5. Plan self and peer assessment into schemes of work

Comment only marking strategies

Strategy 1 – Provide a hint.

This will help your students think through the problem whilst keeping ownership of learning. For example – Giving the first letter of the answer, or starting a sentence, or drawing their attention to where they have useful information in their book or worksheet.

Strategy 2 – Rephrasing the question can help students think about a problem in a different way.

Questions can lead students to the answer.

Strategy 3 – Provide a structure for your students to work in, such as sentences with gaps in so that students have to fill in key learning points. This can really help weaker students to focus on the subject.

“Some other ways to keep food fresh are r________ (make it cool), p________(heating to kill microbes), and i__________ (using gamma rays to kill microbes)”

Strategy 4 – Provide model answers.

Highlight them in the student’s work. Refer to them when work slips below the required standard. Use them as a targets for students to match structure and quality.

Strategy 5 – Colour coding student’s work

Using one colour, say green to highlight where the student has met the leaning outcome of a lesson. Where a learning outcome has not been met highlight using a different colour say blue. This could be used in connection with a praise sandwich – two pieces of positive feedback bread to one filling improvement.

Strategy 6 – Guidance can develop a students understanding.

Specific tasks should be quick to complete so that the student can see the improvement. For example, ‘A good explanation – insert these key words in to your answer: antagonistic, fulcrum”

Wait Time

During question and answer session the effective use of wait time can help students reflect more on their understanding. Teachers often answer their own questions, when a student appears stuck, often the time waited for a response is only around one second. So, this technique simply aims to increase the time to about 4 seconds. At first the silence of four seconds will feel uncomfortable, but once the students start thinking and responding with thoughtful answers it will seem worthwhile. It should be used directly after a question has been asked to allow the students time to think through possible responses.

When a response has been pause again. This sends a strong message to them that further elaboration of their ideas is required. Any response given by the teacher at this point may stop the student in their tracks. A smile would convey that a correct answer is being given, although it may not yet be complete. A furrowed brow may indicate that a incorrect answer is being given. Feedback can be this simple.

When listening to responses an open body posture and impassive facial expression will help the students complete their thinking. The effective use of wait time is an integral strategy in the assessment for learning classroom.

• It increases student motivation, shown by more student contributions and questions.

• It helps build confidence prompting students to be more speculative.

• They will test their ideas, as they know they are being supported

• It develops students’ ability to self-assess their answers. These are likely to become longer of better quality.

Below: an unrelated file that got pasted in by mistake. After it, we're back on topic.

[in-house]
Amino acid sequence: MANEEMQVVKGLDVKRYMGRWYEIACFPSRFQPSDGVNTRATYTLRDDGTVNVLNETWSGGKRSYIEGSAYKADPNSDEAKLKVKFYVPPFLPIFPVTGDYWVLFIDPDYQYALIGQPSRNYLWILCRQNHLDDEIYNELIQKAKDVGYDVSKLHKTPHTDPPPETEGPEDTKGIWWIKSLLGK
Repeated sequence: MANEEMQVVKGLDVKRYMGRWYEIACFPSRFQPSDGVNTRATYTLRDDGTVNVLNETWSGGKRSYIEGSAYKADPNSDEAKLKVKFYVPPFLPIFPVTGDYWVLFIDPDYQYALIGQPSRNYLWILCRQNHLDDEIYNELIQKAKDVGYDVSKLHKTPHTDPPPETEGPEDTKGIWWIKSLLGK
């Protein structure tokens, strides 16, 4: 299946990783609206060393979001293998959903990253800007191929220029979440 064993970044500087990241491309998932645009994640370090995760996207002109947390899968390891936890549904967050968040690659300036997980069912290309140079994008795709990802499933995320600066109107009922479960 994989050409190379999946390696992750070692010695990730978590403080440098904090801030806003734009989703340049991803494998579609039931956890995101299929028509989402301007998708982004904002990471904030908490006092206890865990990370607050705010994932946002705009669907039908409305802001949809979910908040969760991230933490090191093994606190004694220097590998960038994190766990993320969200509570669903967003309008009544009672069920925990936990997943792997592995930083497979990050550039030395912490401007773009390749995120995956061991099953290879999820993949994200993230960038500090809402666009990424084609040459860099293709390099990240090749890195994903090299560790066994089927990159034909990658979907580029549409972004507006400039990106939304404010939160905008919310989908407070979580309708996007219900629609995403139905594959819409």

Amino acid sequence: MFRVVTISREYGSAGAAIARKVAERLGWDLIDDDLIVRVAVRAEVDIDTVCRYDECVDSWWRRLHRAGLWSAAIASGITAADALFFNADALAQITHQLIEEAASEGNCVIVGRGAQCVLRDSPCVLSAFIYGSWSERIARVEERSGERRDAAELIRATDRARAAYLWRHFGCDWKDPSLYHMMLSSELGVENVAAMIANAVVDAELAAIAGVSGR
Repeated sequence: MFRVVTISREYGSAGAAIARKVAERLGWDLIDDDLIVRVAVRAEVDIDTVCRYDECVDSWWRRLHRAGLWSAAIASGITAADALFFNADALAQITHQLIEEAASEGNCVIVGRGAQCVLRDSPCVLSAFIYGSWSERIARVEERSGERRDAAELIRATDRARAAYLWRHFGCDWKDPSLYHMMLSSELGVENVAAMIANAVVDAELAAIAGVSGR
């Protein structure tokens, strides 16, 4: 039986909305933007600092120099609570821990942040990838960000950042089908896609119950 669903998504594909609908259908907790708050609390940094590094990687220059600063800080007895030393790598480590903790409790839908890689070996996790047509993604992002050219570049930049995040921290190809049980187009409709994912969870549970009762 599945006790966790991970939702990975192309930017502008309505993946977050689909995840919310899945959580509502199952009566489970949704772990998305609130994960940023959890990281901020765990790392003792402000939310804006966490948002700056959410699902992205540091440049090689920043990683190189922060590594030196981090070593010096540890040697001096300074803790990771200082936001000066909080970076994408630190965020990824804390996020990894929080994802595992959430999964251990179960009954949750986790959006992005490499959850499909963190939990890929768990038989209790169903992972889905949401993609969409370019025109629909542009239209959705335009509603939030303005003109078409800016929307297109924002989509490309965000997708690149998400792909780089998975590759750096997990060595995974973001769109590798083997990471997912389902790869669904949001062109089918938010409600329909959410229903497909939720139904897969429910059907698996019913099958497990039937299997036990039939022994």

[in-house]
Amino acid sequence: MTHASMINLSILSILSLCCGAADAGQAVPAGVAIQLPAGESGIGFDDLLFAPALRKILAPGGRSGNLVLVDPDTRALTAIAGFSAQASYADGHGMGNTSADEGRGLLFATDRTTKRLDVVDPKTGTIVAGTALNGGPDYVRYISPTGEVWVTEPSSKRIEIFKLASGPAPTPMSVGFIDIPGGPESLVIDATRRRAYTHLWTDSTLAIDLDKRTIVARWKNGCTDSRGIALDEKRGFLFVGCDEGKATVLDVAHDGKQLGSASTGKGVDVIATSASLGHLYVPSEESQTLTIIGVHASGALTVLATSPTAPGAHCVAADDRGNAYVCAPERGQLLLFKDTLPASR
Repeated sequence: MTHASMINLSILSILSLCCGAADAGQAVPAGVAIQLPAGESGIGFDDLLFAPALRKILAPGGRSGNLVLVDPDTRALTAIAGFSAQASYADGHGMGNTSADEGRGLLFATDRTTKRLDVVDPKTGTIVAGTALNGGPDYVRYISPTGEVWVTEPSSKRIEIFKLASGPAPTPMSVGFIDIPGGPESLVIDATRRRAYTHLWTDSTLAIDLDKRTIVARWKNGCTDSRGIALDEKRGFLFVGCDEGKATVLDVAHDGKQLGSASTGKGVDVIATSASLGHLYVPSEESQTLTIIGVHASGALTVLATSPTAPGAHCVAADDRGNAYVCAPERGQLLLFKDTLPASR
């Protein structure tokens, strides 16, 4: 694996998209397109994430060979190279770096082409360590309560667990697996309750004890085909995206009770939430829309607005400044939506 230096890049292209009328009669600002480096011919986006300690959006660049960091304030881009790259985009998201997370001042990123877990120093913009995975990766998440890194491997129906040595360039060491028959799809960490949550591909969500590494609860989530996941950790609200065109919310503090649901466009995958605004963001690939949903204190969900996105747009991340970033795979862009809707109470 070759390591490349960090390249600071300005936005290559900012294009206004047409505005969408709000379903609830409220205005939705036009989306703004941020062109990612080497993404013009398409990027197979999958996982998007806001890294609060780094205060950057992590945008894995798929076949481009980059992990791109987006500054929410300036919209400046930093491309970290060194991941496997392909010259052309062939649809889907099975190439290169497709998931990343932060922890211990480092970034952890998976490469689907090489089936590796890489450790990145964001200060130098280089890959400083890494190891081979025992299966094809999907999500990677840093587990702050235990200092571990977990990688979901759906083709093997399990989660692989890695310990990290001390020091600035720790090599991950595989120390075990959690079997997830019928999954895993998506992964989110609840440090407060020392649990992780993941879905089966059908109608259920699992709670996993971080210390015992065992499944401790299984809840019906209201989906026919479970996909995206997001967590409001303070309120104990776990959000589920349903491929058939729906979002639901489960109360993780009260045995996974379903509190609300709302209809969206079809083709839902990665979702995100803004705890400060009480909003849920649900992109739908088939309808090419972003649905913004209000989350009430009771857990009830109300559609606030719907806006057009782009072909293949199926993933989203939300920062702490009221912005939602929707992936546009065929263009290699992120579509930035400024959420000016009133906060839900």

Celebrate Progress

The celebration of progress is also a big motivator for students. Rather than the familiar rank order of ability, this display can be motivating for all students, regardless of ability. The list is ranked in order of the degree to which students had beaten their own personal target. At the top the students had beaten their targets by more than those at the bottom. It is not a rank of ability. Watch out for this list grows each time it is used, and more students achieve and move beyond their targets. Certificates are awarded on the basis of how much they beat their target by. Gold by more than 15% Silver more than 5% and Bronze for achieving their target score. Clearly, those students who are very high achievers have a real challenge ahead of them to appear on this progress chart.

Adapted from TEEP

Cramlington Teaching & Learning Model (Issue 8, January 2011)

– Apply to Demonstrate

In the fifth stage of the Cramlington cycle, students have the opportunity to show that they really do understand what they have been learning by applying it. We must design activities in which students apply their new understanding within a different or unfamiliar context. Certainly this should be about more than simply repeating back information – knowledge is the lowest rung on the ladder in Bloom’s Taxonomy. The opportunities here are vast and varied.

“If you really understand it you can explain it to your grandmother” – Albert Einstein

Students may find themselves simply answering an exam question, or an online quiz, but they might just as well find themselves preparing questions for others, preaching a sermon, recording a podcast or presenting a TV show. The demonstration of a students’ learning can be achieved in many ways: visually, kinaesthetically and orally, and individually, in groups or as a whole class.

The role of the teacher in this stage of the lesson is to provide these opportunities. We should prompt, check for understanding and be a guide or coach for students. We should encourage thinking and interaction through carefully crafted questioning, and the activity must be designed so that it allows students to achieve the previously agreed learning outcomes.